Mayor Tomlinson says that Mayor Pro Tem Turner Pugh wanted to ask if he was satisfied with the Health and Wellness Center. She believes at first they did have a lot of misinformation and scary stories. She asked what Mr. Gansauer’s personal experience has been.

Mr. Gansauer said that the jury is still out as far as he is concerned. He said that he has seen during a recent visit with Dr. Woods that it is improving. The main problem that he is having personally is communication between the clinic and the Specialists that he and his wife use. He adds that he has been very disappointed with Express Scripts.

Mayor Pro Tem Turner Pugh asked what kind of problems he is having concerning his specialists.

He said his main concern involves the communication on prescriptions that he is being prescribed by his Specialists that are carried but not available through the Health and Wellness Center when not directly prescribed by one of their physicians. Reason being, they are not a licensed pharmacy.

City Manager Hugley responds to a referral made by Mayor Pro Tem Turner Pugh on this concern. He begins by saying that it was his understanding that if you are referred to a Specialist and they prescribe a medication, you must fill that prescription at a pharmacy. Director Hollowell agreed with City Manager Hugley and further explains that the only medications that will be dispensed at the clinic are ones that are prescribed by their physicians.
Mayor Pro Tem Turner Pugh asked Director Hollowell to address this problem, let Council and other employees know so there is no further misconceptions. City Manager Hugley encourages employees to contact Human Resources with any concerns or questions they may have. Mayor Pro Tem Turner Pugh says that she wants to ensure that employees know that their issues are being addressed and not just listened to.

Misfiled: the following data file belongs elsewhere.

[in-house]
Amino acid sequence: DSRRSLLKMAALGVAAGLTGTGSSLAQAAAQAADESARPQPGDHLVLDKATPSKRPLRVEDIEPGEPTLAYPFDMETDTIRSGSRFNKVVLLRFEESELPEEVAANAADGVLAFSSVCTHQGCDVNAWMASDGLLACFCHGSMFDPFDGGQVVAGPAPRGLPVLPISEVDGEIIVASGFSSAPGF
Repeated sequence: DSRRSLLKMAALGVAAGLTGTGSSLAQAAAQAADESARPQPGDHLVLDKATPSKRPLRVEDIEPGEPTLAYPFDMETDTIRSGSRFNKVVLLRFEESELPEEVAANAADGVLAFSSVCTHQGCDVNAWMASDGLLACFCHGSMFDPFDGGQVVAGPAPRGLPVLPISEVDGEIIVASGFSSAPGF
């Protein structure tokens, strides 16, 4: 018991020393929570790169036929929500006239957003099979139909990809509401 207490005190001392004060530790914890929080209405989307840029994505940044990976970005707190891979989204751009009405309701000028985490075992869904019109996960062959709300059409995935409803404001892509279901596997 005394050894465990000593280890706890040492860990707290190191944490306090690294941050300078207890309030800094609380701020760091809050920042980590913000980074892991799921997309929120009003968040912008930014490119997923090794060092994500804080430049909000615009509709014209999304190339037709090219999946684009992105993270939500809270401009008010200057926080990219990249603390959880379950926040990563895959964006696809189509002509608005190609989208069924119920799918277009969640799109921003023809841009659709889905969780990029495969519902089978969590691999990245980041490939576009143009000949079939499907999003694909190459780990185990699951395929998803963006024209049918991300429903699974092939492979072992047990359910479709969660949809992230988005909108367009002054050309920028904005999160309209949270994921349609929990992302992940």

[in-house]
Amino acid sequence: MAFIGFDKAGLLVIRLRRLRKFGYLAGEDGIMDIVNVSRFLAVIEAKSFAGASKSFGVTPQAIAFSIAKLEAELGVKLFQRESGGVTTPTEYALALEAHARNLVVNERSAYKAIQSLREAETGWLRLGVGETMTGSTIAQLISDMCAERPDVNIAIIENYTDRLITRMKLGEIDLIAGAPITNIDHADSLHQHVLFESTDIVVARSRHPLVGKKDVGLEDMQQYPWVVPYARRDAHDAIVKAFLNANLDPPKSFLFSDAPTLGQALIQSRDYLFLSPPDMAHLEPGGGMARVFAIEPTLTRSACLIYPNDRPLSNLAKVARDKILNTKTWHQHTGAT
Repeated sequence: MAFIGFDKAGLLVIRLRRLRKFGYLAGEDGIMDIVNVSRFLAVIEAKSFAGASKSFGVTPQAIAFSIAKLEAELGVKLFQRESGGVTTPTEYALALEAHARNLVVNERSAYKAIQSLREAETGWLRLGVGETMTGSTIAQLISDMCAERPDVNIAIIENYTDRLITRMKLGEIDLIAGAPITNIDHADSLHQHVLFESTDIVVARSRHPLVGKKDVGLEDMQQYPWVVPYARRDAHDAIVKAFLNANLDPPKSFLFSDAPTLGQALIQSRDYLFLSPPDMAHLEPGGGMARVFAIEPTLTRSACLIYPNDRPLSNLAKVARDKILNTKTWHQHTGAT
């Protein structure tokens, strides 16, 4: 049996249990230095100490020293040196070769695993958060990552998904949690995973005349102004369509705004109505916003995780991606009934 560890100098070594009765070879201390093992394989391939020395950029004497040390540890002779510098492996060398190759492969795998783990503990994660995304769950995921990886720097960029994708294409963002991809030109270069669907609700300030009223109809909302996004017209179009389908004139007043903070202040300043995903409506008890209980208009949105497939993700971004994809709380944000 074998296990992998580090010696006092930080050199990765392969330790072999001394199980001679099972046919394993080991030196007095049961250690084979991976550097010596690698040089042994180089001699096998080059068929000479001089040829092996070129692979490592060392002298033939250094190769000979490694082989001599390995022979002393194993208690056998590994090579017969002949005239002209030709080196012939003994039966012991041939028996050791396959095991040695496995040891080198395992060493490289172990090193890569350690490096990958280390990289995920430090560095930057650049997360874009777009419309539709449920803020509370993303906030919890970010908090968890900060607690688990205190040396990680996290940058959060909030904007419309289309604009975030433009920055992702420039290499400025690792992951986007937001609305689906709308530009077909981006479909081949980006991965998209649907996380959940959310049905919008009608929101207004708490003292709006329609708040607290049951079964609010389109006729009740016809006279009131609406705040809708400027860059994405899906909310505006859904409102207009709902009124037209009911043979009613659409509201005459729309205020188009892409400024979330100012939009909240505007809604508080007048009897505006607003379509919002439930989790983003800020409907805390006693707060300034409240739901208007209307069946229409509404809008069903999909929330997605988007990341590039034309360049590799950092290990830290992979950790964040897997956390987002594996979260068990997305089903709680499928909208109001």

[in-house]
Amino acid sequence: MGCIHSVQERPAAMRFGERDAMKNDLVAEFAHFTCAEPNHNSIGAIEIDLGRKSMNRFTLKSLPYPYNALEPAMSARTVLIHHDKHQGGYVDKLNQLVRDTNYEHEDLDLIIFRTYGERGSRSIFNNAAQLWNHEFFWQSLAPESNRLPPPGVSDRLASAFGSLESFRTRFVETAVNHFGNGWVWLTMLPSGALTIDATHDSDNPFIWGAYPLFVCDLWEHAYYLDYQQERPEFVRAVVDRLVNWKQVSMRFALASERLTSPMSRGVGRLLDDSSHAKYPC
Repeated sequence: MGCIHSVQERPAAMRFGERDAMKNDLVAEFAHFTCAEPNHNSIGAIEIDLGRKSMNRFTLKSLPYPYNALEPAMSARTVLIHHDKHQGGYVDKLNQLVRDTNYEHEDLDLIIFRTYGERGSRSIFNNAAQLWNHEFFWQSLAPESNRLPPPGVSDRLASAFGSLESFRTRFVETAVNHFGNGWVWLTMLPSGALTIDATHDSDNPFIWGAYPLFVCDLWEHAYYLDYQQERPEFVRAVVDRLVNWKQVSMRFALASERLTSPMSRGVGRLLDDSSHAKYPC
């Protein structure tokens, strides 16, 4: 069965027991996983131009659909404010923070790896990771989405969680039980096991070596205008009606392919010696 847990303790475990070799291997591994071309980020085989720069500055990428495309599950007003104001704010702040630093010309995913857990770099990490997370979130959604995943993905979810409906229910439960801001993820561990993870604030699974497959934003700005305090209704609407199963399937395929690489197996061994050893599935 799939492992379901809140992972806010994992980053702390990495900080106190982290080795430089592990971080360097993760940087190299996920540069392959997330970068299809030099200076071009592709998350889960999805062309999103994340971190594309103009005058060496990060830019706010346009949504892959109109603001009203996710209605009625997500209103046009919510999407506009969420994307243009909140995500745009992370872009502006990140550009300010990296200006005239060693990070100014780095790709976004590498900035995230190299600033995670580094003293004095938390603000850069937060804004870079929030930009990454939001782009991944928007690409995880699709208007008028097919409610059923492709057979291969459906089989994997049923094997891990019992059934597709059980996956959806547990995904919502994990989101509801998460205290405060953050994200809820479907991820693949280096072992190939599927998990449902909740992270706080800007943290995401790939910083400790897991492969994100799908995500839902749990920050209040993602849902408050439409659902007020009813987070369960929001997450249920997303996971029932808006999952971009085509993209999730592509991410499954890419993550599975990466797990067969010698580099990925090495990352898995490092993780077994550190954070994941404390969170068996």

Councilor Henderson said he finds it disturbing and hard to believe that they have never had this issue come up before, unless this is the first clinic they have ever done. The fact that CCG was not proactive on informing employees on the specifics concerns him. He believes that in the future Council should revisit the administration of the clinic and discuss some of the misinformation that has come up during this process.

Councilor Barnes said that when you sign up for the Health and Wellness Center that your primary care physician should contact any specialists you see for your conditions. At that point it is professional courtesy to allow that patient to fulfill their ongoing prescriptions at the clinic.

There is further discussion between City Manager Hugley, Councilor Davis, Councilor Huff and Councilor Thomas on the contract, number of participants and financial standings of the Health and Wellness Center. After this discussion it was decided to delay the renewal of the clinic’s contract until April after the one year mark so that the performance and savings of the center can be evaluated.

Mr. Gansauer then continued his presentation by saying the Director of Public Works, Pat Biegler, asked the employees to come up with innovative ways to save money within their department to propose to Council. It was said that not only do we have to find ways to cut the budget but also there needs to be ways to increase it. He believes that the city could generate money by charging fees to companies that put up signs and billboards because ultimately they are cutting down property of Columbus to make room for there advertisement.
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Councilor Thomas then takes a moment of personal privilege to say that this whole process has been rather disturbing because of the great impact that it will have on their employees. Then you pick up the newspaper and see that the Fire and EMS answered a call on Friday, January 17th, and saved a young girl who was inside of a burning home. There were eleven people in this home when the fire ignited and the girl was asleep in her bed. She recognized that Chief Meyers and Chief Futrell were present. She experienced her appreciation of their service.